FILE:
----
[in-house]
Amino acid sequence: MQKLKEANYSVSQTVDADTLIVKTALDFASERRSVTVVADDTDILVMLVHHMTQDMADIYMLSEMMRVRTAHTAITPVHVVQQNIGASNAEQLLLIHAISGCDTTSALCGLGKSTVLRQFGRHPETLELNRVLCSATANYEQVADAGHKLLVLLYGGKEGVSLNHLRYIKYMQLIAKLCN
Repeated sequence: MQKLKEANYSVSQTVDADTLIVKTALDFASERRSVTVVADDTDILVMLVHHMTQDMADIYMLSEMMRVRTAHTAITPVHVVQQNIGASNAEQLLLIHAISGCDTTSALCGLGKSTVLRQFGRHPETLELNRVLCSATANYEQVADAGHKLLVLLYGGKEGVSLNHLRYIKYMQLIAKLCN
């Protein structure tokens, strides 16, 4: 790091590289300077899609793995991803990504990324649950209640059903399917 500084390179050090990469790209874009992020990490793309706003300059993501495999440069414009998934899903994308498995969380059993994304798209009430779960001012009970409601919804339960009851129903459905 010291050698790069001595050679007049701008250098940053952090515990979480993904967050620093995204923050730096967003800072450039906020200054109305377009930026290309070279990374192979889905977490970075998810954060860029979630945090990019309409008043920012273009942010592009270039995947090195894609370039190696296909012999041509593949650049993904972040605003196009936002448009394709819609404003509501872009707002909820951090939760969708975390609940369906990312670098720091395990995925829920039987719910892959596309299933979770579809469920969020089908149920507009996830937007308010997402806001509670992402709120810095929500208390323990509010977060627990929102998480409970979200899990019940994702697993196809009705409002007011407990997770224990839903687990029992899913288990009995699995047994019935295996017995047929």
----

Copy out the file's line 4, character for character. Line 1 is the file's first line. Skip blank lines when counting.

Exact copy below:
């Protein structure tokens, strides 16, 4: 790091590289300077899609793995991803990504990324649950209640059903399917 500084390179050090990469790209874009992020990490793309706003300059993501495999440069414009998934899903994308498995969380059993994304798209009430779960001012009970409601919804339960009851129903459905 010291050698790069001595050679007049701008250098940053952090515990979480993904967050620093995204923050730096967003800072450039906020200054109305377009930026290309070279990374192979889905977490970075998810954060860029979630945090990019309409008043920012273009942010592009270039995947090195894609370039190696296909012999041509593949650049993904972040605003196009936002448009394709819609404003509501872009707002909820951090939760969708975390609940369906990312670098720091395990995925829920039987719910892959596309299933979770579809469920969020089908149920507009996830937007308010997402806001509670992402709120810095929500208390323990509010977060627990929102998480409970979200899990019940994702697993196809009705409002007011407990997770224990839903687990029992899913288990009995699995047994019935295996017995047929």